Another version of the roman eagle crest was introduced in 1993 and used for two seasons. The 1994–95 version was white and placed against a blue stripe. In 1995 the crest was modified to place the eagle (now in gold) against a shield in Colchester's traditional stiped motif. This proved more durable and popular than its predecessors and was used until 2004. An amended (and the current) crest was introduced in 2004 with a modernised look..
For the 2012–13 season, the U's marked their 75th anniversary with special kit. The shirt was coloured in the usual blue and white stripes, however it does not have a main sponsorship logo, as the club look to promote local businesses on a game-by-game basis and to reflect on the club's early days without a sponsor.
Colchester United formed in 1937 and took over Layer Road from the recently defunct Colchester Town. That remained their home until 2008. At its closure, the ground had a capacity of 6,340, though it had previously been much higher, with a record attendance of 19,072.
In 2000, Colchester announced plans to move to a new 10,000 capacity all-seater community stadium at Cuckoo Farm, which were given the go-ahead by Colchester Borough Council on November 13, 2006. Construction of the stadium, funded by the club but owned by the local council, started in June 2007, and the stadium opened at the start of the 2008–09 season. Colchester's biggest attendance at the stadium of 10,064 was set at a League One match against Norwich City on 16 January 2010.
Although generally known as the Colchester Community Stadium, and sometimes as Cuckoo Farm, it is officially called, under a ten year sponsorship deal, the Weston Homes Community Stadium.
Colchester's main rivalry is with fellow Essex side Southend United, with whom they contest the Essex derby. The competitive head-to-head record is 29 wins to Southend, 25 wins for Colchester and 17 draws.
Colchester United also have a rivalry with Ipswich Town, their geographically closest league opponents, whom they met for the first time in a league fixture for almost half a century in the 2006–07 season. A 1–0 win at home, followed by a 3–2 defeat away for Colchester saw Ipswich take their overall competitive record against Colchester to 10 wins, 4 losses with 4 draws.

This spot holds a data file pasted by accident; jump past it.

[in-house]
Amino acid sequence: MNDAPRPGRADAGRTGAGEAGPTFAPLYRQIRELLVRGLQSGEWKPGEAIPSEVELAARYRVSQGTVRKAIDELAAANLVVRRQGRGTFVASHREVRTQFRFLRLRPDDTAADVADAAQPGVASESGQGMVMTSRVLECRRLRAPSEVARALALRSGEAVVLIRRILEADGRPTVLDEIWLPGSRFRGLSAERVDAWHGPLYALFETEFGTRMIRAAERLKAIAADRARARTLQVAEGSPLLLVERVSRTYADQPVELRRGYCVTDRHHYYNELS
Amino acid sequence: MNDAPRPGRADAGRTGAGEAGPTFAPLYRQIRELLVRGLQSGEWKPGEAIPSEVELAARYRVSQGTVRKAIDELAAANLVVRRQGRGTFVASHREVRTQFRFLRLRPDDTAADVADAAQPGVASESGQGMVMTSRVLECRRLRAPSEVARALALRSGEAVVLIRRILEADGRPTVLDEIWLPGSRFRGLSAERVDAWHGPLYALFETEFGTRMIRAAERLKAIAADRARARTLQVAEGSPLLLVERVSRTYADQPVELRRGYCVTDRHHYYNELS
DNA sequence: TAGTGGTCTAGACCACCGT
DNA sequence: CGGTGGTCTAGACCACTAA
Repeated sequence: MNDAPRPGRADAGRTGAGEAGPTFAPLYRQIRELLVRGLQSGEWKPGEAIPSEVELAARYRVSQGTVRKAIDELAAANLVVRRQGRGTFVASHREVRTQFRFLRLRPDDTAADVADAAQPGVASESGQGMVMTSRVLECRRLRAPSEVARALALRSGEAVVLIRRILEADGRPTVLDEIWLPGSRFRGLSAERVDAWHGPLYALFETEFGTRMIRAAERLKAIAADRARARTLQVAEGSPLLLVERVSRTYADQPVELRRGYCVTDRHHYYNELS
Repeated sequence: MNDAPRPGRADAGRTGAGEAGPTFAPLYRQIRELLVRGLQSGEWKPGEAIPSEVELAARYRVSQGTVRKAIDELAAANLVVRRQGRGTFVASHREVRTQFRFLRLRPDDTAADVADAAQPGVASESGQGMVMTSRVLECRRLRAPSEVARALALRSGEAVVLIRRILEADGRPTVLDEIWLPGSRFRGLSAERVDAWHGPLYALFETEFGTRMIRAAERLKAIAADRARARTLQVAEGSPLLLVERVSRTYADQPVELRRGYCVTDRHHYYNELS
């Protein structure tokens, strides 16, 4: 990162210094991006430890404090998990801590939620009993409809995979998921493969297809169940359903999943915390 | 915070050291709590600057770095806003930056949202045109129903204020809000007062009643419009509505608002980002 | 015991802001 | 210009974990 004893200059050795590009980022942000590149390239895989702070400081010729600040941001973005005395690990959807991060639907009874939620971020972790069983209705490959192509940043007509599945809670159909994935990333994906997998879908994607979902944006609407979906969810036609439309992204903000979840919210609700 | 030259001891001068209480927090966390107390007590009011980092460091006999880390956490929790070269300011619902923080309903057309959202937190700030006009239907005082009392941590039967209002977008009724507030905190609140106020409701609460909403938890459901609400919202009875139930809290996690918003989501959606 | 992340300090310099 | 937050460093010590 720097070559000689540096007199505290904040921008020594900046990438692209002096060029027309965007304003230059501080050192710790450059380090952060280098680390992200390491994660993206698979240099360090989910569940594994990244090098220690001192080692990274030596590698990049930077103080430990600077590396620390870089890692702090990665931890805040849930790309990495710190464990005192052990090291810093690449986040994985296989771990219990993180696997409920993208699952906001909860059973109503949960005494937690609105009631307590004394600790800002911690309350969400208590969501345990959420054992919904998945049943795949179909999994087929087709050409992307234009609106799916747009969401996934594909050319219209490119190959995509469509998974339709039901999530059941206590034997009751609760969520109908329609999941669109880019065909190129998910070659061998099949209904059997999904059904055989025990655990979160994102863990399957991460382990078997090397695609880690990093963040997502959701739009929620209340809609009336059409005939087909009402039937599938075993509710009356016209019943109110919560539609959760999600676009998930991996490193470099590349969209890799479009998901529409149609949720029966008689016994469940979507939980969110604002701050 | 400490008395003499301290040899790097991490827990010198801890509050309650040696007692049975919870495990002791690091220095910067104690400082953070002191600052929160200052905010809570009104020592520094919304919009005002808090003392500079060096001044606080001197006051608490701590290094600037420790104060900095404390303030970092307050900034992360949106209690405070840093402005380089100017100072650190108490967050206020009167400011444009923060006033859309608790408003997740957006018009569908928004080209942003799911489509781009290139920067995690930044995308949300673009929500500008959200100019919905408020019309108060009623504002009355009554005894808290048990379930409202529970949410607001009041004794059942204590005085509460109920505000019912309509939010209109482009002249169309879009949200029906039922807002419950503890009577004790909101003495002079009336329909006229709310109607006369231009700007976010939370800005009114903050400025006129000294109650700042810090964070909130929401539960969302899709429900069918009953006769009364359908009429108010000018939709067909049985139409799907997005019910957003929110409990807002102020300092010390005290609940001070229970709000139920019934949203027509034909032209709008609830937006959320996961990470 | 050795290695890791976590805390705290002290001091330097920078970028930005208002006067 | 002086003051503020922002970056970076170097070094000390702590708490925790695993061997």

By finishing above both Ipswich & Norwich in the 2006–07 season, Colchester United took the "Pride of Anglia" title for the first time.
League One side Wycombe Wanderers are also fierce rivals to Colchester United, dating back to both clubs' latter years in the Conference. Whilst not a local derby, the rivalry goes back to the 1985–86 season, when Wycombe defeated Colchester 2–0 in an FA Cup tie marred by crowd trouble at Loakes Park.
Colchester and Wycombe were also involved in a race for the Conference title throughout the 1991–92 season, during which Colchester defeated Wycombe 2–1 at Adams Park with an injury-time wind-assisted winner from their goalkeeper, Scott Barrett. Another controversial meeting was during the 1998–99 season. Relegation-threatened Wycombe were leading Colchester 2–1 at Adams Park until the sixth minute of stoppage time, when Colchester were awarded, and converted, an equalising penalty. However, due to lack of recent games between the two sides, Colchester United fans consider Ipswich and Southend bigger rivals.
Note: Flags indicate national team as has been defined under FIFA eligibility rules. Players may hold more than one non-FIFA nationality.
✝ indicates player who will become out of contract during the current close season.
Note: Flags indicate national team as has been defined under FIFA eligibility rules. Players may hold more than one non-FIFA nationality.
A full list of Colchester United seasons can be found here: List of Colchester United F.C. seasons
A full list of Colchester United records and statistics can be found here: List of Colchester United F.C. records and statistics
|Season||Player of the year||Top goalscorer||Most appearances|
|1964–65||Percy Ames||Billy Stark 14||Duncan Forbes 51|
|1965–66||Brian Hall||Reg Stratton 21||Brian Hall 50|
|1966–67||Duncan Forbes||Reg Stratton 24||Duncan Forbes 50|
|1967–68||Derek Trevis||Reg Stratton 11||Duncan Forbes 52|
|1968–69||Brian Hall||Danny Light 14||Brian Hall 50|
|1969–70||Ken Jones||Ken Jones 16||Brian Hall 49|
|1970–71||Ray Crawford||Ray Crawford 31||Brian Gibbs 56|
|1971–72||Micky Cook||Brian Lewis 22||Mick Mahon 49|
|1972–73||Mick Mahon||Mick Mahon 12||Mick Mahon 48|
|1973–74||Ray Harford||Bobby Svarc 26||Ray Harford 48|
|1974–75||John Froggatt||Bobby Svarc 25||Micky Cook 54|
|1975–76||Lindsay Smith||Steve Leslie 7||Mick Packer 48|
|1976–77||Steve Dowman||Colin Garwood 24||Micky Cook 55|
|1977–78||Steve Leslie||Bobby Gough 17||Mike Walker 55|
|1978–79||Steve Wignall||Bobby Gough 22||Mike Walker 55|